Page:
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How long does it take to get SSDI benefits after you apply?

On Behalf of | Feb 10, 2022 | social security disability |

Most people have very little savings, which means they can’t support themselves and their families without their next paycheck. If they can’t work, their stability is at risk. Social Security Disability Insurance (SSDI) is a crucial social safety net.

Working adults who become ill or suffer serious injuries can file a claim for benefits that will replace their income from employment. Your income may dry up immediately after your diagnosis with a severe condition or your injuries suffered from a car crash. However, it will take some time to get SSDI benefits when you apply.

Understanding that there will likely be a wait can help you plan carefully so that you don’t overextend yourself financially before you receive SSDI benefits. How long does an approved claim take?

Every case is different

Some people may qualify for automated fast-track processing because they have a severe medical condition and more than enough documentation in their application. Others will require personal review by a staff member before they can get the benefits.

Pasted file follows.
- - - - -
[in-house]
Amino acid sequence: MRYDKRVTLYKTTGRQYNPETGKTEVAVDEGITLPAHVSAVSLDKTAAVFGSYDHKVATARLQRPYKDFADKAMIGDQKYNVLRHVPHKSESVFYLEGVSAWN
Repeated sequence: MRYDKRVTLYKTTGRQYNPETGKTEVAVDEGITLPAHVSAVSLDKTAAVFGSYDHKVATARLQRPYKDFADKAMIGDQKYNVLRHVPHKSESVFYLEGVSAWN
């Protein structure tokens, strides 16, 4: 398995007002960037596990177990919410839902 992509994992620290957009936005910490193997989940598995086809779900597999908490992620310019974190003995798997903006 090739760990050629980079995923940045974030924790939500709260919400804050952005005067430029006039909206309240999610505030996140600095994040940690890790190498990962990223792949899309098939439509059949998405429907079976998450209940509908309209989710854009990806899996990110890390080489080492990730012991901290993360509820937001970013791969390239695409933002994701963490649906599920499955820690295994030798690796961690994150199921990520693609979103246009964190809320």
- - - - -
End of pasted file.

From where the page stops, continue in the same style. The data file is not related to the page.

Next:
The Social Security Administration (SSA) estimates a wait time of three to five months on average for those getting benefits due to an immediately approved claim. Still, a significant number of applicants get rejected at first and have to appeal. That process will increase how long you wait.

The appeals process varies in length

There are many different stages of SSDI appeals. Sometimes, you can ask for a reconsideration and get your benefits a few weeks later. Other times, the reconsideration will not result in an approval, so you will have to wait for a hearing in front of an administrative law judge, which could take over a year.

The SSA office processing your claim will determine how long you likely wait for that hearing. The Evansville office averages a five-month wait time for a hearing, while the Peoria office averages 6.5 months. Overall, this is lower than what you see in many other states or even in Chicago, where the average wait time is eight months.

Thankfully, if the judge approves you and you do get benefits, you can potentially receive SSDI benefits going back to the date that you first applied or qualified after your application. Learning more about the process of obtaining SSDI benefits can help you set reasonable expectations for this sometimes complex process. Contact an attorney familiar with the process to learn your options.